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Abstract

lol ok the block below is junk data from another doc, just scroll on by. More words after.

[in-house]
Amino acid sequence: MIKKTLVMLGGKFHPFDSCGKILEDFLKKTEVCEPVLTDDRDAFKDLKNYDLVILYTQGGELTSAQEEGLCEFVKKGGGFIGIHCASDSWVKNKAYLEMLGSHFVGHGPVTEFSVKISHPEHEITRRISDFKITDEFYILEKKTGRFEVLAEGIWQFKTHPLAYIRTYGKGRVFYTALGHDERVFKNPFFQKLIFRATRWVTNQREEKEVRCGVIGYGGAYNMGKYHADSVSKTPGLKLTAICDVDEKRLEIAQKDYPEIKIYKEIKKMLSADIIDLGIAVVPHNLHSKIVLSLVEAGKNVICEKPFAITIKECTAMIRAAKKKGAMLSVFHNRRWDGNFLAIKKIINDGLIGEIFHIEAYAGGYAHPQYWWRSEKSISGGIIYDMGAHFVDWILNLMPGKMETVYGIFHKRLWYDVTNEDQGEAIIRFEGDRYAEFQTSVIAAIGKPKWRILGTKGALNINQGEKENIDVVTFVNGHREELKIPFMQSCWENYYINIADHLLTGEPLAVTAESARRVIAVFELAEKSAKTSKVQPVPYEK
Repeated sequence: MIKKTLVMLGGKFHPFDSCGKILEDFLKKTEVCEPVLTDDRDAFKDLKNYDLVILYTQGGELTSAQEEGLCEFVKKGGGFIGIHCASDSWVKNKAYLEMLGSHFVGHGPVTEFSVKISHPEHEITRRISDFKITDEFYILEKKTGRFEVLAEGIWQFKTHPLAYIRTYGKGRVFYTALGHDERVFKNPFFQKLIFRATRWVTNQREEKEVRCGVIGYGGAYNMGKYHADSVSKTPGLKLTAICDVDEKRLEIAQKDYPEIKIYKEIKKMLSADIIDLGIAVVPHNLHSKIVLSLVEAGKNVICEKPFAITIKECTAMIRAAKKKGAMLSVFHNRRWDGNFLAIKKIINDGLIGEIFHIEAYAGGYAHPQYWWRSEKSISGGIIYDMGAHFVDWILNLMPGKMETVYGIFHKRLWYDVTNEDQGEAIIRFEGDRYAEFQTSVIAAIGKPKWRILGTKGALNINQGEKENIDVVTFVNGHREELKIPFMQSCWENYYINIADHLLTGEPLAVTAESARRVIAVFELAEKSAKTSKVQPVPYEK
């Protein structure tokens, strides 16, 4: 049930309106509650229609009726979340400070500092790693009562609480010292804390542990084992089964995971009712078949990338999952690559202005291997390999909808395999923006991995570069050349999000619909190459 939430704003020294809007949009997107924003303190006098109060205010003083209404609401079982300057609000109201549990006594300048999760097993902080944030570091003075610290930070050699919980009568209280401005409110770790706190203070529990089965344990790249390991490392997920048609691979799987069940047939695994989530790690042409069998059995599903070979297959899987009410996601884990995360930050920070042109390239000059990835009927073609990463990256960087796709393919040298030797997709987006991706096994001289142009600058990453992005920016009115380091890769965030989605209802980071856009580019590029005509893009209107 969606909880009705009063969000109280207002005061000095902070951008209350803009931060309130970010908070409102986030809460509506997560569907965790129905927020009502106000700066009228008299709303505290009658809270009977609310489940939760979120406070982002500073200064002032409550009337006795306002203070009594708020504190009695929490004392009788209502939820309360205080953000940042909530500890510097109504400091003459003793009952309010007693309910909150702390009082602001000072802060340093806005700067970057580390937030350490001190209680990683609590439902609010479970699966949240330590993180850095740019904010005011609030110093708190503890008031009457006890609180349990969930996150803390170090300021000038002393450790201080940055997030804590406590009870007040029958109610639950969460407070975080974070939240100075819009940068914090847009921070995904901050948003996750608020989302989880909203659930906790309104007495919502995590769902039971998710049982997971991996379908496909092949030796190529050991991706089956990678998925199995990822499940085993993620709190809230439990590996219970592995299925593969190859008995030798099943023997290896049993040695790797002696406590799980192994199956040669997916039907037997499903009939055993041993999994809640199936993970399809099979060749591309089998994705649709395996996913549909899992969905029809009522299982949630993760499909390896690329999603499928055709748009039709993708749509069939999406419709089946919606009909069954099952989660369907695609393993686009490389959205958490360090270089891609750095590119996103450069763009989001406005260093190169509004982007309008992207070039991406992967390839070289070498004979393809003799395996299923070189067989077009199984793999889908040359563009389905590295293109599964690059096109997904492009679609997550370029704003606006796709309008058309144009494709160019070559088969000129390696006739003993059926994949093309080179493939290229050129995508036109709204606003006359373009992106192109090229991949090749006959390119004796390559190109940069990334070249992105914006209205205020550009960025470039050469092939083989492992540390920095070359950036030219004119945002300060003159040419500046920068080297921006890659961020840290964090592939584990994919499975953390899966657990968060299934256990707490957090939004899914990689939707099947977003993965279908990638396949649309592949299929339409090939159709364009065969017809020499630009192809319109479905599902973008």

Government sponsored resettlement programs implemented in Ethiopia since the 1980s were studied. The results of the study show that the objectives of the resettlement programs of the military regime and the present government are similar. More precisely, both programs aimed at alleviating the problem of recurrent food insecurity, easing overwhelming human and livestock pressure on land and other natural resources, and promoting environmental rehabilitation in famine/drought-prone areas of the country. A critical analysis of the emergency resettlement program of the military government reveals that it was beset with numerous planning and implementation problems. The study indicates also that the emergency resettlement program was more of a top-down exercise in futility because it did not pay due attention to the very people who are the causes and victims of environmental degradation and the consequences of the program on both the environment and the host population. With regard to the current resettlement program, the findings of the study show that the present government's plan of relocating 2.2 million people over a three-year period appears to be an ambitious target when seen from the low implementation capacity of the Regions and the huge financial resources required to undertake the program. Moreover, reports from various sources point to the fact that the current resettlement program lacks preparation and efforts that have been made so far to implement the plan are inadequate.

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